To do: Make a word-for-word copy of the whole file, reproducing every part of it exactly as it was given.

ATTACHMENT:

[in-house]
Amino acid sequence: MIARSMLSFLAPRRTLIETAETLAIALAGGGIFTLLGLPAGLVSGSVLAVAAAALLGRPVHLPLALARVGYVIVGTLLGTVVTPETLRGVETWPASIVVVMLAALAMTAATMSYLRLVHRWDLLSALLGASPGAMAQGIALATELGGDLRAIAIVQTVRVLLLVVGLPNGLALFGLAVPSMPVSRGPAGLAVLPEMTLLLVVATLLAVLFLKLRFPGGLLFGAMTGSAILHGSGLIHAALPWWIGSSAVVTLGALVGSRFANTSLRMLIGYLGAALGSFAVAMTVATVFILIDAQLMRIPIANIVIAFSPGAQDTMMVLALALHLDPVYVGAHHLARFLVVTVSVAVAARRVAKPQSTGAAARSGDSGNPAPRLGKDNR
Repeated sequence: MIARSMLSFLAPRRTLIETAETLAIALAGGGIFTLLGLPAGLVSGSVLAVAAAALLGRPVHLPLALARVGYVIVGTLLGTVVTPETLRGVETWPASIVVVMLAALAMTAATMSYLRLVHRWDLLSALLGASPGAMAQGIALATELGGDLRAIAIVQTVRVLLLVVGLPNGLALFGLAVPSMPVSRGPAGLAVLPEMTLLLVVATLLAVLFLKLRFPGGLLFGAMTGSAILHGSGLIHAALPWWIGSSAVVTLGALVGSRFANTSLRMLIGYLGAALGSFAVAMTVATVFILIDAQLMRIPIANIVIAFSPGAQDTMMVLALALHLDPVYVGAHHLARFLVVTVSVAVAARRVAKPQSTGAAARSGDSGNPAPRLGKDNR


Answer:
[in-house]
Amino acid sequence: MIARSMLSFLAPRRTLIETAETLAIALAGGGIFTLLGLPAGLVSGSVLAVAAAALLGRPVHLPLALARVGYVIVGTLLGTVVTPETLRGVETWPASIVVVMLAALAMTAATMSYLRLVHRWDLLSALLGASPGAMAQGIALATELGGDLRAIAIVQTVRVLLLVVGLPNGLALFGLAVPSMPVSRGPAGLAVLPEMTLLLVVATLLAVLFLKLRFPGGLLFGAMTGSAILHGSGLIHAALPWWIGSSAVVTLGALVGSRFANTSLRMLIGYLGAALGSFAVAMTVATVFILIDAQLMRIPIANIVIAFSPGAQDTMMVLALALHLDPVYVGAHHLARFLVVTVSVAVAARRVAKPQSTGAAARSGDSGNPAPRLGKDNR
Repeated sequence: MIARSMLSFLAPRRTLIETAETLAIALAGGGIFTLLGLPAGLVSGSVLAVAAAALLGRPVHLPLALARVGYVIVGTLLGTVVTPETLRGVETWPASIVVVMLAALAMTAATMSYLRLVHRWDLLSALLGASPGAMAQGIALATELGGDLRAIAIVQTVRVLLLVVGLPNGLALFGLAVPSMPVSRGPAGLAVLPEMTLLLVVATLLAVLFLKLRFPGGLLFGAMTGSAILHGSGLIHAALPWWIGSSAVVTLGALVGSRFANTSLRMLIGYLGAALGSFAVAMTVATVFILIDAQLMRIPIANIVIAFSPGAQDTMMVLALALHLDPVYVGAHHLARFLVVTVSVAVAARRVAKPQSTGAAARSGDSGNPAPRLGKDNR